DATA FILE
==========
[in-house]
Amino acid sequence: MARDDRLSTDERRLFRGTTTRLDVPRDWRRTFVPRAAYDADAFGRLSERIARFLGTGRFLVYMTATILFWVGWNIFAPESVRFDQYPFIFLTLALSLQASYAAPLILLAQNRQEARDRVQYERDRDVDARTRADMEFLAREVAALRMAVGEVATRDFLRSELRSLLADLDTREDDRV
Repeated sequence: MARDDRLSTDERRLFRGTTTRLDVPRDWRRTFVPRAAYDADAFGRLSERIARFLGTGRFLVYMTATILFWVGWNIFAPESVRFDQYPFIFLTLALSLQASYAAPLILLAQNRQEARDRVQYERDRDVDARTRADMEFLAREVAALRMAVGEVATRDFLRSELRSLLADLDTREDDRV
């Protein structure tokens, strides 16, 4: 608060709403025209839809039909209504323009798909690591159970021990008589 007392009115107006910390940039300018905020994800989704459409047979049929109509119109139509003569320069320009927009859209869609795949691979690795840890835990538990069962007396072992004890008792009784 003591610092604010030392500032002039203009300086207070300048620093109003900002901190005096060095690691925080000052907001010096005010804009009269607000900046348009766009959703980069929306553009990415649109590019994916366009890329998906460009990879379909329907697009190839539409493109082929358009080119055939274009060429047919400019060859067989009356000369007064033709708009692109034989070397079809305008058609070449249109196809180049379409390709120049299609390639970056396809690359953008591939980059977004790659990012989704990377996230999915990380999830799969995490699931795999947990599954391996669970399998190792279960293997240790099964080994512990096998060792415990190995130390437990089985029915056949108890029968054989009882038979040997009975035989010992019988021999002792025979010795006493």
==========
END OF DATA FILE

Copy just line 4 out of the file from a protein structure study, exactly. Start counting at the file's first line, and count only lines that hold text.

């Protein structure tokens, strides 16, 4: 608060709403025209839809039909209504323009798909690591159970021990008589 007392009115107006910390940039300018905020994800989704459409047979049929109509119109139509003569320069320009927009859209869609795949691979690795840890835990538990069962007396072992004890008792009784 003591610092604010030392500032002039203009300086207070300048620093109003900002901190005096060095690691925080000052907001010096005010804009009269607000900046348009766009959703980069929306553009990415649109590019994916366009890329998906460009990879379909329907697009190839539409493109082929358009080119055939274009060429047919400019060859067989009356000369007064033709708009692109034989070397079809305008058609070449249109196809180049379409390709120049299609390639970056396809690359953008591939980059977004790659990012989704990377996230999915990380999830799969995490699931795999947990599954391996669970399998190792279960293997240790099964080994512990096998060792415990190995130390437990089985029915056949108890029968054989009882038979040997009975035989010992019988021999002792025979010795006493």